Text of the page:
Regarding its importance to UWP, that is being overstated because desktop users have no real need for mobile apps so the loss of their mobile platform wont have an impact on the desktop where Windows users already have access to any application they need via a choice of web browsers.

    So yes, Microsoft is already in mobile and ultimately it seems their own mobile platform is destined to be retired at some point. That's the reality of the path they are currently on with W10M.
    To be fair, the windows store isn't just for mobile apps on computers. It's about apps integrating with the OS. You aren't going to be notified for anything, be able to quickly respond to notifications, reply to them, have reminders etc if that website or service isn't a windows 10 app so think about it. If we can all use the Facebook website instead of the app, why is Facebook the no.1 installed app in the windows store for PCs and why is Netflix one of the top apps too or even twitter. Can every website be used easily when you start split-screening?
    Last edited by colinkiama; 01-04-2016 at 03:17 PM.
    01-04-2016 02:54 PM
  12. tgp's Avatar
    You aren't going to be notified for anything, be able to quickly respond to notifications, reply to them, have reminders etc if that website or service isn't a windows 10 app so think about it.
    I'm not giving an opinion one way or the other on the topic being discussed, but this point is no longer accurate. At least with the Chrome browser you can get notifications for some services, such as Gmail and Facebook. If notifications are the driving factor for apps on the desktop, this could mitigate the demand.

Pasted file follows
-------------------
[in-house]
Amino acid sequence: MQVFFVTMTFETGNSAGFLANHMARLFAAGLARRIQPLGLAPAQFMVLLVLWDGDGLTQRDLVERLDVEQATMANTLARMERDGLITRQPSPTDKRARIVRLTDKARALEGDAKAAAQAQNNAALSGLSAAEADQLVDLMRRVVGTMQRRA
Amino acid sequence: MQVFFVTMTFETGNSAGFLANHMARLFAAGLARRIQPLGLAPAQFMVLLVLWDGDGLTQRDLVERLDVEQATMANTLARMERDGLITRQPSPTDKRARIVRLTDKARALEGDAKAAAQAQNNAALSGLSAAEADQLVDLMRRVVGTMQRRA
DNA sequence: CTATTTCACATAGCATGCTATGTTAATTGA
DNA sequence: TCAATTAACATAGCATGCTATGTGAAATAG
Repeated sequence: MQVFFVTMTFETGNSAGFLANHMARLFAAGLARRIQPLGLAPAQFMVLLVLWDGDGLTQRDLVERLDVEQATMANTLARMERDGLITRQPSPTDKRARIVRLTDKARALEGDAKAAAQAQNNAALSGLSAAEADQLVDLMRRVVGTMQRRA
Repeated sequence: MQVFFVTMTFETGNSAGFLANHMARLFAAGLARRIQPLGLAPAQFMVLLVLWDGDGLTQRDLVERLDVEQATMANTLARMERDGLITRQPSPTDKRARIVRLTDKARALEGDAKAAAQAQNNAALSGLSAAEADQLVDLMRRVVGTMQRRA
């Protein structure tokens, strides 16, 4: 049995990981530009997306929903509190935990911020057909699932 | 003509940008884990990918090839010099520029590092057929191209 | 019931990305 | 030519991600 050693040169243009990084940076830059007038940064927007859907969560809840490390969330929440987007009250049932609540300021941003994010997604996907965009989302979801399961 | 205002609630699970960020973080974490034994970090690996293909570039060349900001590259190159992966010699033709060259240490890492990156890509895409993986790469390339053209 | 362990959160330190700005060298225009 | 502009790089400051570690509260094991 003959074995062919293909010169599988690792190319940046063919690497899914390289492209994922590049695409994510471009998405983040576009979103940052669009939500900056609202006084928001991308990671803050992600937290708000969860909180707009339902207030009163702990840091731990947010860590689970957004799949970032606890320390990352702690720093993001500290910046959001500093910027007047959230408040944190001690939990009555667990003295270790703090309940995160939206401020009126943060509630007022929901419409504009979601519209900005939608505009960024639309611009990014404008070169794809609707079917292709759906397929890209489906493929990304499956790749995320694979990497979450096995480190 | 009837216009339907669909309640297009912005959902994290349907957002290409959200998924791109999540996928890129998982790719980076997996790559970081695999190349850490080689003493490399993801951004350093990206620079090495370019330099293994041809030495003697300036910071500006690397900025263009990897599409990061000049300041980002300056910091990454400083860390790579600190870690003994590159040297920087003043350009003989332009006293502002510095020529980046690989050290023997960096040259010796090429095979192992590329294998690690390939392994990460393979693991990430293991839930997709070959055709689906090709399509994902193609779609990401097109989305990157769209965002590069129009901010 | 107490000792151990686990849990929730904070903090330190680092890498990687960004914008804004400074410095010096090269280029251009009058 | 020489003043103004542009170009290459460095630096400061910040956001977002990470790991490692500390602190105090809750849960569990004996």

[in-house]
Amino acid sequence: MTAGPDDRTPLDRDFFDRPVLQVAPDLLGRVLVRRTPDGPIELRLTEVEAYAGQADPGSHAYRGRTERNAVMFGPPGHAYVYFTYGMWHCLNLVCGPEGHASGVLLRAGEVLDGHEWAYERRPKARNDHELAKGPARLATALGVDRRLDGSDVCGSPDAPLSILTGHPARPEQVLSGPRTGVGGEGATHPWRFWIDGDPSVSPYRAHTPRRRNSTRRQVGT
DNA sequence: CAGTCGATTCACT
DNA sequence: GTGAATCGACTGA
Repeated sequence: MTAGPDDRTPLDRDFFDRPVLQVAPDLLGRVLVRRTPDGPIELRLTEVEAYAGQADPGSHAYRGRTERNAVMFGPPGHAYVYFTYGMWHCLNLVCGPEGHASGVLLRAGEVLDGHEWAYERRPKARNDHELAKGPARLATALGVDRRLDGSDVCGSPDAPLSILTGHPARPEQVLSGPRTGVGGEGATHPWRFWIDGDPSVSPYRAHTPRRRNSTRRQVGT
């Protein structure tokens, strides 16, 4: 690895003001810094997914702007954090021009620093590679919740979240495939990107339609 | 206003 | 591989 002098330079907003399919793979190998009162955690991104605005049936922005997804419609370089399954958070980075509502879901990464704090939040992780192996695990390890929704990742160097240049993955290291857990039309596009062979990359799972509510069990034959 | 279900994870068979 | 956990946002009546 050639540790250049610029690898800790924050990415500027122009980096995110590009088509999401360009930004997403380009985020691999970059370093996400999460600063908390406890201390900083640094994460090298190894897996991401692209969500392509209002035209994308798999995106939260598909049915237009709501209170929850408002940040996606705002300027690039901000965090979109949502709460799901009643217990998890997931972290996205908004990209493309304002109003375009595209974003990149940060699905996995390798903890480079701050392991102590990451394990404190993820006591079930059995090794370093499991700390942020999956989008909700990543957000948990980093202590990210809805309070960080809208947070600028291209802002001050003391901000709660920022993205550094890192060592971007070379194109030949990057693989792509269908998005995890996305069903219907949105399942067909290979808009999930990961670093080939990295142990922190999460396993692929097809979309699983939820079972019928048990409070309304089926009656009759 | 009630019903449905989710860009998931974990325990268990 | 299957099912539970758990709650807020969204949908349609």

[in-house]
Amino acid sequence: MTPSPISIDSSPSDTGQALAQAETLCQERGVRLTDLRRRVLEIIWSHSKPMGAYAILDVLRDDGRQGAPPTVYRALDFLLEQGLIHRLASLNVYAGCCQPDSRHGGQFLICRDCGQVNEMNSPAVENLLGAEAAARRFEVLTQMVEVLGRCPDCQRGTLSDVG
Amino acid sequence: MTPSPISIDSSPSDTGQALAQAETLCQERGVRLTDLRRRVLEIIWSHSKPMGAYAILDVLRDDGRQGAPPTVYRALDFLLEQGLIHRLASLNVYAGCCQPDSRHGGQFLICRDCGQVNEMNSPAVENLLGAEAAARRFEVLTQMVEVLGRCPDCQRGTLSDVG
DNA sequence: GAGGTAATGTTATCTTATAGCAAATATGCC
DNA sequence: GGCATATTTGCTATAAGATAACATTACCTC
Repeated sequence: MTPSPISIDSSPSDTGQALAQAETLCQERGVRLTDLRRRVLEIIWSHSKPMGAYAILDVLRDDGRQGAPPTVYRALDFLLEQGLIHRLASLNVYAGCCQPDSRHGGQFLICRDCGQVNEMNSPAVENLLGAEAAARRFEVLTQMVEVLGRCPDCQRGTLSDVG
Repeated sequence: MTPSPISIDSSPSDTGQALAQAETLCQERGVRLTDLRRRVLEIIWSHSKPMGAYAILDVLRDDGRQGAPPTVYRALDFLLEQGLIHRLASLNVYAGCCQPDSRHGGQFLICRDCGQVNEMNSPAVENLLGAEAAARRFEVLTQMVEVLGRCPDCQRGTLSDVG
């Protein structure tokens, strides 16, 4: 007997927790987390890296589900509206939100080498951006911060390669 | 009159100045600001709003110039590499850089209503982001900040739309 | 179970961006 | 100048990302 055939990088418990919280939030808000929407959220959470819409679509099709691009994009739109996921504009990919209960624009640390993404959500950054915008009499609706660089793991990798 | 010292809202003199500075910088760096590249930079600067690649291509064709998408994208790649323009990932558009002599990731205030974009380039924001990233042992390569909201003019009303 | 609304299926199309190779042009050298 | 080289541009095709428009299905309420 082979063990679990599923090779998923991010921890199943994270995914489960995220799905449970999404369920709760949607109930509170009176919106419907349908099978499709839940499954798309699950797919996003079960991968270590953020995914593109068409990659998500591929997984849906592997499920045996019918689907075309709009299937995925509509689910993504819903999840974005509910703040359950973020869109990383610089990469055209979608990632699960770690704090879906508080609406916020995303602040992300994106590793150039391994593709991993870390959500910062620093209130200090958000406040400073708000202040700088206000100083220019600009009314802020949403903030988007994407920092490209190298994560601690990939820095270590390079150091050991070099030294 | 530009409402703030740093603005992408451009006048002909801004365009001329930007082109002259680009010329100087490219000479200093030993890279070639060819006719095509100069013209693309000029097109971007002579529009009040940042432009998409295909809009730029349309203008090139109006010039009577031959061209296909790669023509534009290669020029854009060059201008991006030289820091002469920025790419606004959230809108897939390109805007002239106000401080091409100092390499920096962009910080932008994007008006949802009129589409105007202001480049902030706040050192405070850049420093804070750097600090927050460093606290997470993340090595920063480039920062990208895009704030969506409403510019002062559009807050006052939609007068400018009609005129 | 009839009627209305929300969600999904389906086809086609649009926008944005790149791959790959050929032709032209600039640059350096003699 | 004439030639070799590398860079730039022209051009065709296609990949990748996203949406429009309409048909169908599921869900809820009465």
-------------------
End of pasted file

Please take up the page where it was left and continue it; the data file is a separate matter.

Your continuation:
Laura Knotek likes this.
    01-04-2016 04:08 PM
  13. cracgor's Avatar
    I'm not giving an opinion one way or the other on the topic being discussed, but this point is no longer accurate. At least with the Chrome browser you can get notifications for some services, such as Gmail and Facebook. If notifications are the driving factor for apps on the desktop, this could mitigate the demand.
    I didn't know this was a thing either until last month when I switched to chrome. I know it is a personal preference, but I find all these notifications distracting. But hey I don't like flipping live tiles either.

    Posted via the Windows Central App for Android
    tgp likes this.
    01-04-2016 04:33 PM
  14. colinkiama's Avatar
    I'm not giving an opinion one way or the other on the topic being discussed, but this point is no longer accurate. At least with the Chrome browser you can get notifications for some services, such as Gmail and Facebook. If notifications are the driving factor for apps on the desktop, this could mitigate the demand.
    Then in that case the guy who I was responding to is completely right. It's weird enough already that the platform stops getting updates in 2 years and support in 3 years. Maybe they are planning to retire it soon. RIP Windows Phone/Mobile.
    tgp likes this.
    01-04-2016 05:04 PM
  15. anon(6078578)'s Avatar
    Then in that case the guy who I was responding to is completely right. It's weird enough already that the platform stops getting updates in 2 years and support in 3 years. Maybe they are planning to retire it soon. RIP Windows Phone/Mobile.
    I think Microsoft are kind of in a rock and hard place. On the one hand everyone is already more or less saying that Windows Mobile is dead, so you would think it would've been easy for them to just discontinue it. On the other hand if they do, it may have a halo effect on their other products since customers could start thinking that they're going to give up on windows 10 generally which obviously Microsoft doesn't want.
    Aranya Tantu likes this.
    01-04-2016 07:37 PM
  16. x I'm tc's Avatar
    Apple is probably over 10% with Mac, now.